Best answer: If you do use PDF, Apple has a tip on their website about reducing file size for PDFs. Go here and click below the video where it says "When a pdf is too big".
posted by smackfu at 7:53 PM on January 14, 2008

A PDF will do everything you need for a fraction of the file size. If 6 slides per page is preferred, then create a PDF based on that (Print > Show options arrow > Handouts > PDF>> PDF). I wish my instructors would do this instead of printing a 50pg, single-sided presentation each day!
posted by fleeba at 7:57 PM on January 14, 2008

Whoops, a little too slow!
posted by fleeba at 7:58 PM on January 14, 2008

Just to make sure this is crystal clear, you can print/export to PDF right from Keynote. So you can use a combination of things to

- export full size slides as PDF
- export like 4 slides per page as PDF

just like fleaba says. If you do this right you can just upload them someplace or link them someplace and students can choose the print version that is okay. For you, making two PDFs takes about five minutes longer than making one so students don't have to mess with the multiple pge thing.
posted by jessamyn at 8:31 PM on January 14, 2008

Best answer: In general, if you're distributing things that are designed to be printed, PDF is the right format to do that in. Most laser printer drivers will easily handle printing multiple pages per sheet, so PDF files formatted with one slide per page are fine. Most decent laser printers will also do two-sided printing and booklet mode. Finding out how your college printers do that and writing up a cheat sheet is a good idea.

If your presentations contain animation you'd like to preserve, you should be able to open them in NeoOffice Impress and export them in Flash format. The resulting Flash files should contain only screen-scaled versions of the images, and should therefore be relatively small.

If you do actually want your students to get fully working presentations, try building them using Impress instead of PowerPoint. NeoOffice's native file format is actually just a structured Zip archive, and the image files you paste into your presentation are simply stored inside the archive in their original formats (PNG, JPEG or whatever). That gives you pretty good control over the bloat to detail tradeoff.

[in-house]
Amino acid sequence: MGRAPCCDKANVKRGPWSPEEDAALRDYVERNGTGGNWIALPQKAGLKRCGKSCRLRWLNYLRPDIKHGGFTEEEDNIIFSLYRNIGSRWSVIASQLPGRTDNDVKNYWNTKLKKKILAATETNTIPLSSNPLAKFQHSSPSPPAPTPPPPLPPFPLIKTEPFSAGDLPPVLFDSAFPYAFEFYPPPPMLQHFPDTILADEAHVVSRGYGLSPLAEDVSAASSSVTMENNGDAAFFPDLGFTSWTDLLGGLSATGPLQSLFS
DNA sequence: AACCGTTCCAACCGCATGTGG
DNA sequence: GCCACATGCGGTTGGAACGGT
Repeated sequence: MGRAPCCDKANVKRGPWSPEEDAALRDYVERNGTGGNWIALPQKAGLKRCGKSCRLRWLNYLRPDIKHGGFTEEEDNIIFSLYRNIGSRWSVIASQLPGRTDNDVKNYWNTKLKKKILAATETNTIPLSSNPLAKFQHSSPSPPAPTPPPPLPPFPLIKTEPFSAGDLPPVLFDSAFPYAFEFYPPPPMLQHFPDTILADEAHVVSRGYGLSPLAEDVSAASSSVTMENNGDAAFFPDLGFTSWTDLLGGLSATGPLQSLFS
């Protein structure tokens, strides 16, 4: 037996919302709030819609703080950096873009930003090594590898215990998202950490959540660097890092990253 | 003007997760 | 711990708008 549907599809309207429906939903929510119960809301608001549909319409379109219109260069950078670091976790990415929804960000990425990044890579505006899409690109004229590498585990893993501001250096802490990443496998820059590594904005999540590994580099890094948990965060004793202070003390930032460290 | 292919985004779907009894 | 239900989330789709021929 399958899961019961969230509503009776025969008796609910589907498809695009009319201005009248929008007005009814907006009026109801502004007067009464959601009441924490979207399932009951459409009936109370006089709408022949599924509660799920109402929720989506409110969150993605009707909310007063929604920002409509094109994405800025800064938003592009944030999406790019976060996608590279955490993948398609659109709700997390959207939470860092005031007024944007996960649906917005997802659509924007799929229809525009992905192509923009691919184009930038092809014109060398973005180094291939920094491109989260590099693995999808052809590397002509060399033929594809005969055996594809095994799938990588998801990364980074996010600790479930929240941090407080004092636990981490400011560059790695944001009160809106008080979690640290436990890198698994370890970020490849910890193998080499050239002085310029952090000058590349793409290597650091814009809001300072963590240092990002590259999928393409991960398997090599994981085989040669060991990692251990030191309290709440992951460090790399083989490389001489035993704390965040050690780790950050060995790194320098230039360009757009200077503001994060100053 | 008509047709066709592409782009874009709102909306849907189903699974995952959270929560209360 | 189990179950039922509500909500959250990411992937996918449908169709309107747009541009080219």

The doubling in size thing with PowerPoint is because PowerPoint actually embeds two photos in the .ppt for each image you add: the original, plus a version scaled for the screen. Even if your originals are already scaled for the screen, it still stores both. If I recall correctly, Impress doesn't do this.
posted by flabdablet at 3:47 PM on January 15, 2008

Best answer: I just whipped up a simple one-slide presentation in Impress to check whether I actually did know what I was on about with these file sizes, and looked inside the resulting .odp file with an archive manager.

The .odp came out to 1.8MB. The vast bulk of that is the Pictures folder inside it, which contains a 467KB .png for the background I chose, plus the original 1.3MB unscaled straight-from-the-camera .jpeg that I put on the slide. There is also a Thumbnails folder containing a thumbnail of the whole slide, but it's only 64KB.

I did three trial exports to .pdf, with image resolution set to 300dpi, 150dpi and 75dpi. These came in at 860KB, 494KB and 345KB respectively. The photos in the 300 and 150dpi versions look good on screen, while the 75dpi one is noticeably poor.

Exporting to Flash made a 230KB .swf that looks good on screen.

I didn't try printing any of these, but I imagine the PDF with 300dpi images would look the best of all the exports.

It seems to me that because your students can install OpenOffice for free on any kind of computer, and because its file formats are open standards and very easy to work with, using OpenOffice/NeoOffice to generate your handouts would be doing them a favour.
posted by flabdablet at 2:05 PM on January 16, 2008

Often making a pdf from PowerPoint will shrink your file size dramatically. Choose a lower resolution pdf, not something " to print". Failing that, the reason that you are having a file size problem is that you have a large number of high resolution photos. It is most likely that you can get away with lower resolution photos. You will need to resample your photos to a lower resolution with an image editing program. Resizing is not resampling!

Many people think they need 300 dpi photos- not true! A 100 dpi photo is 1/9 as big as a 300 dpi photo, and probably looks as good. We tell our poster customers that a photo of 72 dpi in the size it will be printed will work. A table that might help is available in our FAQ area, item 6, at
posted by Jay3Mega at 11:28 AM on July 9, 2008